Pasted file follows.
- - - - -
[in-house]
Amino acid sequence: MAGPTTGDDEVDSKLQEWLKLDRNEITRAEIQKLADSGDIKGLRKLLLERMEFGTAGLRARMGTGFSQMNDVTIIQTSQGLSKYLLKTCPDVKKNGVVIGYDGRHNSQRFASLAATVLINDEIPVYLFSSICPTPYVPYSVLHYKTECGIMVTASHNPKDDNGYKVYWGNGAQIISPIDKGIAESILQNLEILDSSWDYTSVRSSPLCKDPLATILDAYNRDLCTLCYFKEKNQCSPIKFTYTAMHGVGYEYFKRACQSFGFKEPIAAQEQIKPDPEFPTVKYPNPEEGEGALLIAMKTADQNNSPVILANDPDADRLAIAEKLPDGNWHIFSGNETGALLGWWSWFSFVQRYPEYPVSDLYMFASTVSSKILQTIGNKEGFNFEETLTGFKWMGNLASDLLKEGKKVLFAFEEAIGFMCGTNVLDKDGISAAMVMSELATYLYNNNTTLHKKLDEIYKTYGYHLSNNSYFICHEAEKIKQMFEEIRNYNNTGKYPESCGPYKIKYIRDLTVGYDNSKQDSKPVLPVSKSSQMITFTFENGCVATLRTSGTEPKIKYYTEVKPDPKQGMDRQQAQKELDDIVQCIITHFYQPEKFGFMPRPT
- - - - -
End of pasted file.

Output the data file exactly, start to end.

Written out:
[in-house]
Amino acid sequence: MAGPTTGDDEVDSKLQEWLKLDRNEITRAEIQKLADSGDIKGLRKLLLERMEFGTAGLRARMGTGFSQMNDVTIIQTSQGLSKYLLKTCPDVKKNGVVIGYDGRHNSQRFASLAATVLINDEIPVYLFSSICPTPYVPYSVLHYKTECGIMVTASHNPKDDNGYKVYWGNGAQIISPIDKGIAESILQNLEILDSSWDYTSVRSSPLCKDPLATILDAYNRDLCTLCYFKEKNQCSPIKFTYTAMHGVGYEYFKRACQSFGFKEPIAAQEQIKPDPEFPTVKYPNPEEGEGALLIAMKTADQNNSPVILANDPDADRLAIAEKLPDGNWHIFSGNETGALLGWWSWFSFVQRYPEYPVSDLYMFASTVSSKILQTIGNKEGFNFEETLTGFKWMGNLASDLLKEGKKVLFAFEEAIGFMCGTNVLDKDGISAAMVMSELATYLYNNNTTLHKKLDEIYKTYGYHLSNNSYFICHEAEKIKQMFEEIRNYNNTGKYPESCGPYKIKYIRDLTVGYDNSKQDSKPVLPVSKSSQMITFTFENGCVATLRTSGTEPKIKYYTEVKPDPKQGMDRQQAQKELDDIVQCIITHFYQPEKFGFMPRPT